Why the Same Side of the Moon Always Faces the Earth

One Moon “day” is approximately 29 1/2 Earth days. This rotation coincides with its orbit around the Earth so that we only see about 59% of the surface of the Moon from Earth. When the Moon first formed, its rotational speed and orbit were very different than they are now. Over time, the Earth’s gravitational field gradually slowed the Moon’s rotation until the orbital period and the rotational speed stabilized, making one side of the Moon always face the Earth.

How does this work? Simply put -tidal friction. For a slightly less simple explanation, we’ll have to put our science caps on. But stick with it; it’s fascinating. I promise.

To start, think of how the Moon causes major tides on the Earth due to the Moon pulling at the Earth via its gravitational field. The Earth has this same effect on the Moon and, being 81.28 times more massive, the effect is much more powerful.

So, as the mass of the Moon is attempting to go one way (in a straight line), the Earth is simultaneously pulling it another way (towards the Earth). Further, the effect of the Earth’s gravitational field is stronger on the side of the Moon closest to the Earth than on the far side (and the same with the Moon’s gravitational field’s effect on the different parts of the surface of the Earth).

This combination essentially stretches the Earth and Moon, creating tidal bulges on both celestial bodies. This occurs on both sides of each, with the bulge on the sides closest together from gravity and on the sides farthest away from inertia. In the latter case, the matter is less affected by the gravitational force with inertia dominating in this instance. To put it another way, the matter is trying to move in a straight line away from the Earth and the gravitational forces here aren’t as strongly able to overcome this, which creates the bulge on that side.

So back before the Moon was tidally locked with the Earth, the bulge on the side of the Moon nearest to Earth ended up slightly leading thanks to friction and the fact that the Moon rotated faster than its orbital period around the Earth. So with this slightly leading bulge being offset from the line of gravitational pull between the Moon and Earth, this created a torque, which overtime resulted in the Moon’s rotation slowing until it became tidally locked with the Earth; thus, only one side faces the Earth. (Note: the bulge on the far side of the Moon had the opposite effect, but the bulge closest to the Earth dominated the interaction.)

You’ll note, though, that I said we actually get to see about 59% of the surface of the Moon from Earth, not 50%. The discrepancy comes from the fact that the Moon’s orbit around the Earth isn’t perfectly circular, more of an ellipse. As the Moon’s distance from the Earth increases and decreases, its angular speed changes, while its rotational speed stays the same. The result is that we get to see an extra 9% of its surface than we would if it had a perfectly circular orbit.

The other side of this, as you may have guessed, is that the Moon has the same effect on the Earth and is gradually slowing the Earth’s rotation in the exact same way the Moon became tidally locked with the Earth. Further, as the Moon slows the Earth’s rotation, a small portion of the Earth’s rotational momentum gets transferred to the Moon’s orbital momentum, with the result being that the average radius of the Moon’s orbit increases at about 3.8 centimeters per year with the current continental positions and barring major geological events. (Contrary to what you’ll often read, the Moon isn’t getting all the energy here, most of it is being converted to heat via friction, with only an estimated 3% of the energy in the interaction being “stolen” by the Moon.)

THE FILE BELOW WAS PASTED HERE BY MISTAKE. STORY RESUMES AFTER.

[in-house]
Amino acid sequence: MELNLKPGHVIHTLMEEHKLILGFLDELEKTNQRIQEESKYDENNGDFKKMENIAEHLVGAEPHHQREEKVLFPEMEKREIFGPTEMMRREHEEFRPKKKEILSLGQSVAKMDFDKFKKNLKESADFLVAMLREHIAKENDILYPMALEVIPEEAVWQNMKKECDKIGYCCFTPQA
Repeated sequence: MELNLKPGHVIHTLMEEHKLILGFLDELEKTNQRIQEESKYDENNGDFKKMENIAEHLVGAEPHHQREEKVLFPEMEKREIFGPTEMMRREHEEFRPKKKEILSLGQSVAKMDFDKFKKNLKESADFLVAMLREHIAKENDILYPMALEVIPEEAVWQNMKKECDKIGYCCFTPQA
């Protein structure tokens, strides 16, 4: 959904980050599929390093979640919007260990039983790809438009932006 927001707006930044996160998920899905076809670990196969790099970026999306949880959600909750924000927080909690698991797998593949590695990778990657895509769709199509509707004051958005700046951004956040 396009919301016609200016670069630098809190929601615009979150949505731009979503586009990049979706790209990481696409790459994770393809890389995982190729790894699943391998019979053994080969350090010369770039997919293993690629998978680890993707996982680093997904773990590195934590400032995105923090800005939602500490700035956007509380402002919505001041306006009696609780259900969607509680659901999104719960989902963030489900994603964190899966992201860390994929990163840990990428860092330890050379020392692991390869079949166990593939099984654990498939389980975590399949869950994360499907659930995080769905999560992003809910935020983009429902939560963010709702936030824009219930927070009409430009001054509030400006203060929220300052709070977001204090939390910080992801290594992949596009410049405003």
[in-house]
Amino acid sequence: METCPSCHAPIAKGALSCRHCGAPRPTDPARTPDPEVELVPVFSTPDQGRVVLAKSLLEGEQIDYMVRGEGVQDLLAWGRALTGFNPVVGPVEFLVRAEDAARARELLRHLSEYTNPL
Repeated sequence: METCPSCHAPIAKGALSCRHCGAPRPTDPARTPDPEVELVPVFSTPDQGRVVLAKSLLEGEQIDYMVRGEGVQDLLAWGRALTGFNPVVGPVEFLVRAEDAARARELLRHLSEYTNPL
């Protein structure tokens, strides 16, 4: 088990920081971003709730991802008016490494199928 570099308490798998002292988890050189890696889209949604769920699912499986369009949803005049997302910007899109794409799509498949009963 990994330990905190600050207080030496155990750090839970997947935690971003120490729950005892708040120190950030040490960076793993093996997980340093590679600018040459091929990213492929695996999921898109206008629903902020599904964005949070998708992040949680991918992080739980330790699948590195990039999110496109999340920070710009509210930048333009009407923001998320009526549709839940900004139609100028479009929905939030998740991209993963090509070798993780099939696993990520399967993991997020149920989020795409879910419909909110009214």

Thus, the distance between the Moon and the Earth changes gradually and is more or less in step with the rotational period change. It should be noted, though, that it’s not a constant change as things like major earthquakes, glacial changes, continental drift, and other such geological events play a role here, which is why leap seconds aren’t added at regular intervals, but only when needed. But the overall effect is that over time, the Moon is getting farther and farther away from the Earth every year, while the Earth’s rotation is slowing down.

In theory, at some point tens of billions of years from now (with the exact timeframe being extremely difficult to nail down due to so many unknowable factors) the same side of the Earth will always face the Moon, with the Earth only rotating once per lunar cycle, which at that point most estimates indicate should be about 47 current Earth days long.


“In theory”… but this will likely never happen. Why? In about 1 to 2 billion years or so, the Sun’s brightness will have increased sufficiently to vaporize all water on the surface of the Earth, getting rid of the ocean tides altogether, which is a huge factor in this interaction. However, there still would be some bulging of the Earth’s crust to continue the process to a much lesser extent.

In 5 to 6 billion years, the Sun will be around the peak of its Red Giant phase, and according to the latest models, even with the Sun losing quite a bit of mass during this process, thus making the Earth’s orbit farther out, the Sun should just barely consume the Earth and Moon many billions of years before such a dual tidal lock can occur.

Bottom line, at some point in the next billion years or so, humans will need to either find another home, or figure out how to manually move our current one to a farther out orbit, keeping Earth in the habitable zone of our solar system.


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